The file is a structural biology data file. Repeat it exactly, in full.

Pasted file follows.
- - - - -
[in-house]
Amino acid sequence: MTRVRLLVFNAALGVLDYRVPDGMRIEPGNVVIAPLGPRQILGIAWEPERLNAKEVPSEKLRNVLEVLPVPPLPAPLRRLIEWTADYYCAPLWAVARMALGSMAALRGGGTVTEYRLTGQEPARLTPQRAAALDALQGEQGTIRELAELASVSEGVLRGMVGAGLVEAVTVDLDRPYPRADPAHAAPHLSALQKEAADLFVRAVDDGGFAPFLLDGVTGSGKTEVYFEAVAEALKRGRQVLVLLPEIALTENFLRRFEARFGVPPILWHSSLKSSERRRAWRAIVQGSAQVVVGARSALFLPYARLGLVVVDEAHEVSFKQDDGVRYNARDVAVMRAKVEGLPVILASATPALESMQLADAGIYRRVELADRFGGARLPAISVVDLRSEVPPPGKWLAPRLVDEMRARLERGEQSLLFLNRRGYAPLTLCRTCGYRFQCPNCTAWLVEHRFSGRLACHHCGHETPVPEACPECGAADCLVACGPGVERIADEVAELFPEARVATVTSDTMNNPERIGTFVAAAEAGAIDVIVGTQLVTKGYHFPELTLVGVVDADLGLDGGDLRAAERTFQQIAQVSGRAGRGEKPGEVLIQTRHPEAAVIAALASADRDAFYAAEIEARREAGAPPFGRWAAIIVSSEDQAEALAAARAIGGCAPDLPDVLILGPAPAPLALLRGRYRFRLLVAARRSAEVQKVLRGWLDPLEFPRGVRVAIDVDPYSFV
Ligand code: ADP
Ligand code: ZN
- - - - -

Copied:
[in-house]
Amino acid sequence: MTRVRLLVFNAALGVLDYRVPDGMRIEPGNVVIAPLGPRQILGIAWEPERLNAKEVPSEKLRNVLEVLPVPPLPAPLRRLIEWTADYYCAPLWAVARMALGSMAALRGGGTVTEYRLTGQEPARLTPQRAAALDALQGEQGTIRELAELASVSEGVLRGMVGAGLVEAVTVDLDRPYPRADPAHAAPHLSALQKEAADLFVRAVDDGGFAPFLLDGVTGSGKTEVYFEAVAEALKRGRQVLVLLPEIALTENFLRRFEARFGVPPILWHSSLKSSERRRAWRAIVQGSAQVVVGARSALFLPYARLGLVVVDEAHEVSFKQDDGVRYNARDVAVMRAKVEGLPVILASATPALESMQLADAGIYRRVELADRFGGARLPAISVVDLRSEVPPPGKWLAPRLVDEMRARLERGEQSLLFLNRRGYAPLTLCRTCGYRFQCPNCTAWLVEHRFSGRLACHHCGHETPVPEACPECGAADCLVACGPGVERIADEVAELFPEARVATVTSDTMNNPERIGTFVAAAEAGAIDVIVGTQLVTKGYHFPELTLVGVVDADLGLDGGDLRAAERTFQQIAQVSGRAGRGEKPGEVLIQTRHPEAAVIAALASADRDAFYAAEIEARREAGAPPFGRWAAIIVSSEDQAEALAAARAIGGCAPDLPDVLILGPAPAPLALLRGRYRFRLLVAARRSAEVQKVLRGWLDPLEFPRGVRVAIDVDPYSFV
Ligand code: ADP
Ligand code: ZN